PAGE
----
Friday 6th July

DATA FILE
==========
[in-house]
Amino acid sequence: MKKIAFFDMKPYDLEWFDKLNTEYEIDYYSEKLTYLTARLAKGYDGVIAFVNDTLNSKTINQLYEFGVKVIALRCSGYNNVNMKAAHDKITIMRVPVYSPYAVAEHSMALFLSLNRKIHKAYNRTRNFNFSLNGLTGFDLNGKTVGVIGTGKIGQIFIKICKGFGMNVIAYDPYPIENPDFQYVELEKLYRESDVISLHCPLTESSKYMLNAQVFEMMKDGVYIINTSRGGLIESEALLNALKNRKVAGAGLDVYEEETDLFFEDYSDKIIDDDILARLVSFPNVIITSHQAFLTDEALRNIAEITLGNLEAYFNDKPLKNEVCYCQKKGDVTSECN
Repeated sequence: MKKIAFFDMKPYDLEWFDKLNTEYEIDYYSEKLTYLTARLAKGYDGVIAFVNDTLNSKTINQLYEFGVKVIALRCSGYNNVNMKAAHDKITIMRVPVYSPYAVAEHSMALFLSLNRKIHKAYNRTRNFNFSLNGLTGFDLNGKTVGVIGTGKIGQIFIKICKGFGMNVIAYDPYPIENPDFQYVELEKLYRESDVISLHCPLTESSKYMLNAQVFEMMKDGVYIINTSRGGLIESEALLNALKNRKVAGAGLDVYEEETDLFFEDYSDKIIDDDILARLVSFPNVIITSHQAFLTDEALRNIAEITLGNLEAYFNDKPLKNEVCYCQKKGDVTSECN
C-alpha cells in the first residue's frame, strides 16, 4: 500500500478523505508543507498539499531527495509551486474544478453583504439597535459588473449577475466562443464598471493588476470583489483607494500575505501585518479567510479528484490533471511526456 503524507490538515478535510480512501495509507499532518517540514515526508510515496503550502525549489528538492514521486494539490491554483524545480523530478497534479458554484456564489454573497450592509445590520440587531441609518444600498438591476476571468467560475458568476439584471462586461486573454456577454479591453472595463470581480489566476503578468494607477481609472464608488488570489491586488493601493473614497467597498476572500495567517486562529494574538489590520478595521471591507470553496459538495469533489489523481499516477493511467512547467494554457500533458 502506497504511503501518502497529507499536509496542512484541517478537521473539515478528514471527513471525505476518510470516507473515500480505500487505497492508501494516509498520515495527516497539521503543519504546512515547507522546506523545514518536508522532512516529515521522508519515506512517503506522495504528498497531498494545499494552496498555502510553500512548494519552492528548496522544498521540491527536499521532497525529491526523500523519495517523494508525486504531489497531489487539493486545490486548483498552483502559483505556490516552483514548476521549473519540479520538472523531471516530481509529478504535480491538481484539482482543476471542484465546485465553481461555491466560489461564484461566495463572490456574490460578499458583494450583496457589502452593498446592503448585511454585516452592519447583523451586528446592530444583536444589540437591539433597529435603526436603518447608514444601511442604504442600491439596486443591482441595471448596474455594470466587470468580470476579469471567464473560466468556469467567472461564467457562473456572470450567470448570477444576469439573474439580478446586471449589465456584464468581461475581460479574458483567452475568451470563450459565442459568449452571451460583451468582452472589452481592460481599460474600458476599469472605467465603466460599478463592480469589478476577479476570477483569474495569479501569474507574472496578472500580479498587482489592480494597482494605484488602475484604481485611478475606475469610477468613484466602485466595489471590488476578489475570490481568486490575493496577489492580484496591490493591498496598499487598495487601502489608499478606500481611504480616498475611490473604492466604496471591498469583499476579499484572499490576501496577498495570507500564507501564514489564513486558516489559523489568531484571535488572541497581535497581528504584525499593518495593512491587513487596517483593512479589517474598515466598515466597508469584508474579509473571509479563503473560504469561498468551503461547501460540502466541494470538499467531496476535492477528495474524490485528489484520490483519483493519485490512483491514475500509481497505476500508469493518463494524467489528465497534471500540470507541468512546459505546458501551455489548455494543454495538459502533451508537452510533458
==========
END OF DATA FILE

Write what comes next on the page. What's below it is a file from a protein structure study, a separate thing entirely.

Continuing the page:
The boys were up and eating breakfast (and sipping their “compulsory Berocca”) at 6:45 and ready to board the bus bound for Pro Arte and the practice venue. I arrived later after picking up more medication, for what became known as the “First Floor Pharmacy” in the hotel each morning and evening. The diarrhoea and vomiting continued throughout the 12 days as well as sore throats and sinusitis. Grahamstown Pharmacy, Dischem in Glenfair and Clicks at Brooklyn Mall all benefitted from our choir tour! The boys asked for diarrhoea medication like this: “Ma’am, please may I have ‘the cement’”. When we arrived back at the practice venue I was struck by the charged atmosphere. The boys realised there was no more time to play with and were taking the rehearsal very seriously – they were practicing their Folklore programme. Literally we were moved to tears, including Hancadri Spies who was responsible for all our travel arrangements. The boys went back to the hotel for a two hour rest, shower and mental preparation time. We were ready to leave for the State theatre at 4pm – stopping only to fetch the supper packs from Dros restaurant along the way. The bus was silent for the entire trip until we reached the theatre – no talking at all. We were ushered into the waiting room where we met up with Bernard and Junine Kruger and the Drakies boys who like us were waiting to do their sound check. St Mary’s girls were also backstage and it was lovely to see so many familiar faces in the nervous atmosphere. The sound check of 15 minutes ran smoothly and then the wait started. The boys were performing 6th and that meant a backstage wait of at least 3 hours. I videoed a song or two of each of the choirs participating in the Scenic Pop category. Our boys performed at 9:10 and presented a show that contained variety of presentation as well as passion and energy. Thimna launched himself higher than ever before and well done to the boys who caught him! Our choir really can be described as a ‘crowd pleaser’ as they received a standing ovation from the appreciative audience at the end of their 15 minute programme. The song “sky full of stars” with the torch presentation was met with gasps and delight as the boys flawlessly executed their routine. “We didn’t start the fire” showed that the Kearsney boys are certainly entertainers. The boys themselves were not sure about their performance but brightened considerable once they viewed the video footage. Back at the hotel the boys were medicated and sent off to bed – a very late night. I valiantly tried to update the photographs to Facebook and the blog but lost the battle to fatigue at 1am!